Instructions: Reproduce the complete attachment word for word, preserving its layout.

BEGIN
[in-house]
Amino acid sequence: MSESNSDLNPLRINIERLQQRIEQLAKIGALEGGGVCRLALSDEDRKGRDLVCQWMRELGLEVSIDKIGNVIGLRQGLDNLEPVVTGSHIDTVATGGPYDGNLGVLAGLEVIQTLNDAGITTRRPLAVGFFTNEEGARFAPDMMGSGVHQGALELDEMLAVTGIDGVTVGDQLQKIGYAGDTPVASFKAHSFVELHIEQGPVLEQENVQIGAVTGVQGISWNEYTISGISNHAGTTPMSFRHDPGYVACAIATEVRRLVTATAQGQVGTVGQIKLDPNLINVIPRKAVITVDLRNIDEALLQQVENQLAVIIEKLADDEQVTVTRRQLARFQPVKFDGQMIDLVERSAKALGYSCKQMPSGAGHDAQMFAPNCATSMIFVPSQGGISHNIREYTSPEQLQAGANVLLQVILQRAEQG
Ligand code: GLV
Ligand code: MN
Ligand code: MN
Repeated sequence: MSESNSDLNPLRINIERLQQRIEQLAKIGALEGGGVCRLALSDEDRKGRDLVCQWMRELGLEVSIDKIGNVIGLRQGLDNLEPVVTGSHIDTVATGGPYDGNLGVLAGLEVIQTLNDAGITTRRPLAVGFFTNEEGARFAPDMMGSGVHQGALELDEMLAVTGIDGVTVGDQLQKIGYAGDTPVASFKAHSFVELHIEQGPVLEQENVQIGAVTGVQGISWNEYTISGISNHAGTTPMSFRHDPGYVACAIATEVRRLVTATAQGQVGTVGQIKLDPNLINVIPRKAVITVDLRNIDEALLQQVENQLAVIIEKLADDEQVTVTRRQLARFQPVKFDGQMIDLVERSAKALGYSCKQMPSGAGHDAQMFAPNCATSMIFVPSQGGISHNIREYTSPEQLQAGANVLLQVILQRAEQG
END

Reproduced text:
[in-house]
Amino acid sequence: MSESNSDLNPLRINIERLQQRIEQLAKIGALEGGGVCRLALSDEDRKGRDLVCQWMRELGLEVSIDKIGNVIGLRQGLDNLEPVVTGSHIDTVATGGPYDGNLGVLAGLEVIQTLNDAGITTRRPLAVGFFTNEEGARFAPDMMGSGVHQGALELDEMLAVTGIDGVTVGDQLQKIGYAGDTPVASFKAHSFVELHIEQGPVLEQENVQIGAVTGVQGISWNEYTISGISNHAGTTPMSFRHDPGYVACAIATEVRRLVTATAQGQVGTVGQIKLDPNLINVIPRKAVITVDLRNIDEALLQQVENQLAVIIEKLADDEQVTVTRRQLARFQPVKFDGQMIDLVERSAKALGYSCKQMPSGAGHDAQMFAPNCATSMIFVPSQGGISHNIREYTSPEQLQAGANVLLQVILQRAEQG
Ligand code: GLV
Ligand code: MN
Ligand code: MN
Repeated sequence: MSESNSDLNPLRINIERLQQRIEQLAKIGALEGGGVCRLALSDEDRKGRDLVCQWMRELGLEVSIDKIGNVIGLRQGLDNLEPVVTGSHIDTVATGGPYDGNLGVLAGLEVIQTLNDAGITTRRPLAVGFFTNEEGARFAPDMMGSGVHQGALELDEMLAVTGIDGVTVGDQLQKIGYAGDTPVASFKAHSFVELHIEQGPVLEQENVQIGAVTGVQGISWNEYTISGISNHAGTTPMSFRHDPGYVACAIATEVRRLVTATAQGQVGTVGQIKLDPNLINVIPRKAVITVDLRNIDEALLQQVENQLAVIIEKLADDEQVTVTRRQLARFQPVKFDGQMIDLVERSAKALGYSCKQMPSGAGHDAQMFAPNCATSMIFVPSQGGISHNIREYTSPEQLQAGANVLLQVILQRAEQG